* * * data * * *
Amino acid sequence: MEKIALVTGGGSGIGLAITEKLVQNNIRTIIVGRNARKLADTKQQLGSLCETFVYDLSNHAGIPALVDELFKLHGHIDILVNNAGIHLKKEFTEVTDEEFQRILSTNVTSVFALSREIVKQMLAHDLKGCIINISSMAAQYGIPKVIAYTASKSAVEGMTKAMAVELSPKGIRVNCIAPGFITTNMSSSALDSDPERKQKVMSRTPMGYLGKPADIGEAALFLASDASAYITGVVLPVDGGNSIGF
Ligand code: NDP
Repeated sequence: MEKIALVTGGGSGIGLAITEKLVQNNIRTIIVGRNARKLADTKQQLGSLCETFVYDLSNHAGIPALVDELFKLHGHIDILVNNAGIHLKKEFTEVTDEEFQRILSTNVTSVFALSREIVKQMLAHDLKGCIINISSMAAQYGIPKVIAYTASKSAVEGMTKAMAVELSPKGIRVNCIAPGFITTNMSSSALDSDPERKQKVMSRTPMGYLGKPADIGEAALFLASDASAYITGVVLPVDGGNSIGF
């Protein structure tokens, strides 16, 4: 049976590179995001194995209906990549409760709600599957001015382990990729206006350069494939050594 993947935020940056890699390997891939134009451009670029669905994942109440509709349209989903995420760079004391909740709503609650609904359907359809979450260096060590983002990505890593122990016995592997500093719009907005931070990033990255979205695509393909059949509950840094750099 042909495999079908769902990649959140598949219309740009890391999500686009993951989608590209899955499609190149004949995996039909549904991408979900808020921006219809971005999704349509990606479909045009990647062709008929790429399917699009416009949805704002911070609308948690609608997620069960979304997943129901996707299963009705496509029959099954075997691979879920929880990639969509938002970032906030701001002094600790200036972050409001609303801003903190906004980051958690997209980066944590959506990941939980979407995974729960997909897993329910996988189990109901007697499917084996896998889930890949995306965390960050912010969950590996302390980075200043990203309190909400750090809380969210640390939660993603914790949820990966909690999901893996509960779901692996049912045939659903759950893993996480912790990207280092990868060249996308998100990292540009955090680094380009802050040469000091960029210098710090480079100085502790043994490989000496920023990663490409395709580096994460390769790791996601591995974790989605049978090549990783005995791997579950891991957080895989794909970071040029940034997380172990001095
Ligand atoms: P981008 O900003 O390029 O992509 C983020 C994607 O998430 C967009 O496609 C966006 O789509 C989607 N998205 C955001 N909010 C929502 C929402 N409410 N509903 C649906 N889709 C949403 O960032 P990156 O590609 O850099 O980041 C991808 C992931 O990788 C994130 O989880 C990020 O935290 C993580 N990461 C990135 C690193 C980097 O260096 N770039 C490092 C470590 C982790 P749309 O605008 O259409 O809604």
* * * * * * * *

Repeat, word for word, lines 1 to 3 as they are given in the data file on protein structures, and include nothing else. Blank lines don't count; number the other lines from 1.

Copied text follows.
Amino acid sequence: MEKIALVTGGGSGIGLAITEKLVQNNIRTIIVGRNARKLADTKQQLGSLCETFVYDLSNHAGIPALVDELFKLHGHIDILVNNAGIHLKKEFTEVTDEEFQRILSTNVTSVFALSREIVKQMLAHDLKGCIINISSMAAQYGIPKVIAYTASKSAVEGMTKAMAVELSPKGIRVNCIAPGFITTNMSSSALDSDPERKQKVMSRTPMGYLGKPADIGEAALFLASDASAYITGVVLPVDGGNSIGF
Ligand code: NDP
Repeated sequence: MEKIALVTGGGSGIGLAITEKLVQNNIRTIIVGRNARKLADTKQQLGSLCETFVYDLSNHAGIPALVDELFKLHGHIDILVNNAGIHLKKEFTEVTDEEFQRILSTNVTSVFALSREIVKQMLAHDLKGCIINISSMAAQYGIPKVIAYTASKSAVEGMTKAMAVELSPKGIRVNCIAPGFITTNMSSSALDSDPERKQKVMSRTPMGYLGKPADIGEAALFLASDASAYITGVVLPVDGGNSIGF